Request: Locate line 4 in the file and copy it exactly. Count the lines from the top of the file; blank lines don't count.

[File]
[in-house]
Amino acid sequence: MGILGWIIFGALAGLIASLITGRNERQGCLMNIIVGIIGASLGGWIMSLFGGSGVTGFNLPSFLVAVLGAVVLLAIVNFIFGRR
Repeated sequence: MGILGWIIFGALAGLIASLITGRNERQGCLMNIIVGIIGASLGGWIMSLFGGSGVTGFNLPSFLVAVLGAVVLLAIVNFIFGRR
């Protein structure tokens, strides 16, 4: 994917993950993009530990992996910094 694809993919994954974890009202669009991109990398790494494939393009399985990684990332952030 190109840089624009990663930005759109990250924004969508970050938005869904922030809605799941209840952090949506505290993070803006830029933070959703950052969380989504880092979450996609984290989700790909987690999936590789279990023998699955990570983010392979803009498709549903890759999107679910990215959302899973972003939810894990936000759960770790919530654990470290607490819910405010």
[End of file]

């Protein structure tokens, strides 16, 4: 994917993950993009530990992996910094 694809993919994954974890009202669009991109990398790494494939393009399985990684990332952030 190109840089624009990663930005759109990250924004969508970050938005869904922030809605799941209840952090949506505290993070803006830029933070959703950052969380989504880092979450996609984290989700790909987690999936590789279990023998699955990570983010392979803009498709549903890759999107679910990215959302899973972003939810894990936000759960770790919530654990470290607490819910405010």